• In essence they are a marriage of the SQL from the relational world and the modeling primitives from the object world.
    • Vendors of Object-Relational DBMSs include Illustra, UNISQL, Omniscience, and Hewlett-Packard (with their Odaptor for Allbase and more recently for Oracle).
    • Advantages:
      • The whole goal is to allow users to ask more complex queries on more complex data than could be done with previous DBMS's.
      • It combines the best of both worlds.
data models summary
Data Models -- Summary
  • ORDBMS is an application that is query-oriented and requires complex data.
algorithm study for sequence analysis
Algorithm Study for Sequence Analysis
  • Parallel algorithms for sequence analysis.
    • The recognition of important features in a sequence, such as genes, must be highly automated to eliminate the need for time-consuming manual gene model building.
    • Five distinct types of algorithms must be combined into a coordinated toolkit to synthesize the complete analysis:
      • Pattern recognition, statistical measurement, sequence comparison, gene modeling, and data mining.
  • Similarity Sequence Searching using sequence comparison algorithm
    • High-speed sequence comparison is used to compare one DNA or protein sequence with another in a way that extracts how and where the two sequences are similar.
      • Many organisms share many of the same basic genes and proteins, and information about a gene or protein in one organism provides insight into the function of its “relatives” or “homologs” in other organisms.
      • Experiments in simpler organisms often provide insight into the importance of a gene in humans, so sequence comparison is a very important tool.
algorithm study for sequence analysis cont
Algorithm Study for Sequence Analysis (cont’)
  • Popular Similarity Searching Tools:
    • FASTA: The first widely-used program for database similarity searching.
      • To achieve a high degree of sensitivity, this program performs optimized searches for local alignments using a substitution matrix.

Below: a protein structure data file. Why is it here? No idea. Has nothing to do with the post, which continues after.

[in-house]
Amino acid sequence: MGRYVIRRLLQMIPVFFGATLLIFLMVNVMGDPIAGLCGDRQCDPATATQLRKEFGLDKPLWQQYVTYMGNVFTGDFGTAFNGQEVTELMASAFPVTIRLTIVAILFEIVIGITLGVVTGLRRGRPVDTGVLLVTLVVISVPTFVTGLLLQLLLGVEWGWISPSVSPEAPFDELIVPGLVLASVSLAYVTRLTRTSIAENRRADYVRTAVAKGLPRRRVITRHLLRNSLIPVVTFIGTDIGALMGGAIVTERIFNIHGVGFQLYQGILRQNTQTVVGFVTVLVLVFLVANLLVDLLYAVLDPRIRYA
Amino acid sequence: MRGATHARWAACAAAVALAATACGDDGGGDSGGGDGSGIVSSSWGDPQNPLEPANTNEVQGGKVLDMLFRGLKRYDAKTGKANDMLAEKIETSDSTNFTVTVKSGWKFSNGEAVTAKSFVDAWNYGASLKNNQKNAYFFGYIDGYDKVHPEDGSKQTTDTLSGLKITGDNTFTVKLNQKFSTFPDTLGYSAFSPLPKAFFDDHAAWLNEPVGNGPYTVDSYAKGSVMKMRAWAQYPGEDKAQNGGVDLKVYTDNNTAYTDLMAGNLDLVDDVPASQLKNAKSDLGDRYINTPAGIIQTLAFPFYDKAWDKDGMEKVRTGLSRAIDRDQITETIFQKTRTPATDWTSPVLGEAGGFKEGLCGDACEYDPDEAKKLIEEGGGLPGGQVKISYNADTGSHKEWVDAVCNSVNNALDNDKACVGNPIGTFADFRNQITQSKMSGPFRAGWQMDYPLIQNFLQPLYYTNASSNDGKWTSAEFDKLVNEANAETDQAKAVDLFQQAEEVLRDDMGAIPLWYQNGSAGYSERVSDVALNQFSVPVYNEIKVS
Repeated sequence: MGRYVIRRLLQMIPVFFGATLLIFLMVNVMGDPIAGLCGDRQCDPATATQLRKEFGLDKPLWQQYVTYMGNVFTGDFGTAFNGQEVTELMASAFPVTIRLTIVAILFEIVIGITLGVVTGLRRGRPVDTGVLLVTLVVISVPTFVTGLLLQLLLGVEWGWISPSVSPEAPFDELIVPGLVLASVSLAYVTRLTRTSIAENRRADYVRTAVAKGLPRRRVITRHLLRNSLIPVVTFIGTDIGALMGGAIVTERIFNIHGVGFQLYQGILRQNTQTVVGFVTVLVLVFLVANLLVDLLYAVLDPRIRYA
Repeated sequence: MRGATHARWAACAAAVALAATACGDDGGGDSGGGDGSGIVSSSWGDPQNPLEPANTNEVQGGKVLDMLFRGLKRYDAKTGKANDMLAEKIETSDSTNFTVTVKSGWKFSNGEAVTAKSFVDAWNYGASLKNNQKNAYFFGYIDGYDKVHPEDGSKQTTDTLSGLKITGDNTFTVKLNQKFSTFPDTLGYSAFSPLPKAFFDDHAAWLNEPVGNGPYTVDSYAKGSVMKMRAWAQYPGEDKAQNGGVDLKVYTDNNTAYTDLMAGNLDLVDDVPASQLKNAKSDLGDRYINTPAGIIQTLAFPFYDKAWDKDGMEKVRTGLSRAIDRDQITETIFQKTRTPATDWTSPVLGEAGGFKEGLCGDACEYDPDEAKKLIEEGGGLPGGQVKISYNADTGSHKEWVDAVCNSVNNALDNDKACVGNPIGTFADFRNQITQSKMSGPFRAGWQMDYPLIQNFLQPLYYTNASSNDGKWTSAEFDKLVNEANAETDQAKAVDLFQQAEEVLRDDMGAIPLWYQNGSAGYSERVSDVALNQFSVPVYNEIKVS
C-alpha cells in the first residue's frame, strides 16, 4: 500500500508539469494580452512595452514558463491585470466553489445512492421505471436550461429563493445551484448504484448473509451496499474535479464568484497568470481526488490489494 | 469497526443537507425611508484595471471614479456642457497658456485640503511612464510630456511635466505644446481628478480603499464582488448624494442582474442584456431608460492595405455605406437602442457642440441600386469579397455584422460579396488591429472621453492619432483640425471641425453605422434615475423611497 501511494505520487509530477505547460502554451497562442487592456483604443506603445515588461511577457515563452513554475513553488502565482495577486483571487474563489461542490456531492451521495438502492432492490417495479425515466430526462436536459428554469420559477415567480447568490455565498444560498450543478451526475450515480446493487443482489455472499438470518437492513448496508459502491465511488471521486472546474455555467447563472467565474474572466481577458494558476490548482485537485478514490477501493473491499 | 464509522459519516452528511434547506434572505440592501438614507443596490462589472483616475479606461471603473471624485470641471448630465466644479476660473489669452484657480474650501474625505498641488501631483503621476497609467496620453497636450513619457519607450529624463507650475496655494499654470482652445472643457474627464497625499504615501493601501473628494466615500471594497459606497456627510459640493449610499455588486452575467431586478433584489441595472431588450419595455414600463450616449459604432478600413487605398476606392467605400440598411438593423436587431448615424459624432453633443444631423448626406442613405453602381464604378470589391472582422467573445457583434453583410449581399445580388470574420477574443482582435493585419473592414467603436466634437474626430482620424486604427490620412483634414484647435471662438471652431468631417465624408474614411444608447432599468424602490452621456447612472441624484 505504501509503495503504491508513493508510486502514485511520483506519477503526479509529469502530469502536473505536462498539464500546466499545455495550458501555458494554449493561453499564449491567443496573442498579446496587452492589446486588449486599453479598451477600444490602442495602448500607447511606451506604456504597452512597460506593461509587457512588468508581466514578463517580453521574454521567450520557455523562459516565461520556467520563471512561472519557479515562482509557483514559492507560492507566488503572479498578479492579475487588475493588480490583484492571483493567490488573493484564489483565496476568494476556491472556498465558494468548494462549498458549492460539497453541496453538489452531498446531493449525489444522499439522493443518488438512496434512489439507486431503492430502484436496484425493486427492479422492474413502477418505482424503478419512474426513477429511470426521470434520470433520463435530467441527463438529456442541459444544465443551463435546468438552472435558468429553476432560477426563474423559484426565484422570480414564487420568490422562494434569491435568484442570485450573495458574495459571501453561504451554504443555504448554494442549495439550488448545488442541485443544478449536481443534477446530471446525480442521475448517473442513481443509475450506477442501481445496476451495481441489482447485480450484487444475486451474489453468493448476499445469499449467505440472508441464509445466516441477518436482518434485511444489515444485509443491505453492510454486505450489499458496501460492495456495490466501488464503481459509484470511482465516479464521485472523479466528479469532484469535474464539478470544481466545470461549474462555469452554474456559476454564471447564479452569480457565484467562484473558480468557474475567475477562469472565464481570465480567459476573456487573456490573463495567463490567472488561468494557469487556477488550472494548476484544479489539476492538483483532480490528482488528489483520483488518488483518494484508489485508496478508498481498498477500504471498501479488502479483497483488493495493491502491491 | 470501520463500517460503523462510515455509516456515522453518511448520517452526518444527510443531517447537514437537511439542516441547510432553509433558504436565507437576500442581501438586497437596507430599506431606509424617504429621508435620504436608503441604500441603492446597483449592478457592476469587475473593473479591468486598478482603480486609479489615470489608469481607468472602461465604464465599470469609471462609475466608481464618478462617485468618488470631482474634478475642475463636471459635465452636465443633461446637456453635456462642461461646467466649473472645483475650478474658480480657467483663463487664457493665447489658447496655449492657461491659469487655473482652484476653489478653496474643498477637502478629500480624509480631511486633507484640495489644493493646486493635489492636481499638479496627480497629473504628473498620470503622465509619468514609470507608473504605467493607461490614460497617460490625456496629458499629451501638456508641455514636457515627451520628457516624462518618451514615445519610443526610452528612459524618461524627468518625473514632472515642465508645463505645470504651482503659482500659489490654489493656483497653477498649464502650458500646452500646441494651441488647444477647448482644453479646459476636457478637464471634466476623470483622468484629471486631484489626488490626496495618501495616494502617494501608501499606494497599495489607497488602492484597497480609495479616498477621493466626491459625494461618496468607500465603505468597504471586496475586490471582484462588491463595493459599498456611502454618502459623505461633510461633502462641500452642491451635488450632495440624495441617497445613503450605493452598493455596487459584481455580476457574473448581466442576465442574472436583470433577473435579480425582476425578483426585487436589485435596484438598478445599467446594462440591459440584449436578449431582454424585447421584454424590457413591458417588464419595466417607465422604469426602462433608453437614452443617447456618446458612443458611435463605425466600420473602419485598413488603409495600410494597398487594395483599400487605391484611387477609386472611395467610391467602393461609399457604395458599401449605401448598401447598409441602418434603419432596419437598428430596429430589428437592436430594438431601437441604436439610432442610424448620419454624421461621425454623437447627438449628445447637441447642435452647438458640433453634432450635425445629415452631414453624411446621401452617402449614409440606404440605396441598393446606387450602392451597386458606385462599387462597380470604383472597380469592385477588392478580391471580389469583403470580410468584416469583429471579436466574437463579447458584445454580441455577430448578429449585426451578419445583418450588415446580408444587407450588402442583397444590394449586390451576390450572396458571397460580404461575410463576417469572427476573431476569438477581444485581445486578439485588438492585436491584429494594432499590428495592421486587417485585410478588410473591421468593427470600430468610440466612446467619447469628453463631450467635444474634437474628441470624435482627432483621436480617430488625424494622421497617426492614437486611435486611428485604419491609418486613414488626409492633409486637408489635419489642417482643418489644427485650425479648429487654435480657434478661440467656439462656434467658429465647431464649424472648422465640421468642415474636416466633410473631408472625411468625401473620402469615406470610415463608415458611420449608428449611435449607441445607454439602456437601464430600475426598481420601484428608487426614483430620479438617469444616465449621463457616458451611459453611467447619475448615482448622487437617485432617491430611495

• The FASTA program does not investigate every word hit encountered, but instead looks initially for segments containing several nearby hits.
    • BLAST: Introduced a number of refinements to database searching that improved overall search speed and put database searching on a firm statistical foundation.
      • There are several variants of BLAST, all of which make sure of sequence databases located on server machines, which obviates the need for any local database maintenance.
programming languages
Programming Languages
  • Bio*-Programming tools: http://www.bioinformatics.ca/links_directory/?subcategory_id=46
  • BioJava: The BioJava Project is an open-source project dedicated to providing Java tools for processing biological data.
    • This will include objects for manipulating sequences, file parsers, CORBA interoperability, DAS, access to ACeDB, dynamic programming, and simple statistical routines to name just a few things.
  • BioPerl: The BioPerl Project is an international association of developers of open source Perl tools for bioinformatics, genomics and life science research.
    • Bioperl is a collection of more than 500 Perl modules for bioinformatics.
  • BioPython: The Biopython Project is an international association of developers of freely available Python tools for computational molecular biology.
programming languages cont
Programming Languages (cont’)
  • Application Languages:
    • Perl: Among the many computer languages available to biologists, Perl--with its highly developed capacities in string handling, text processing, networking, and rapid prototyping--has emerged as the programming language of choice for biological data analysis.
    • Python, an interpreted, interactive, object-oriented programming language used widely in Bioinformatics.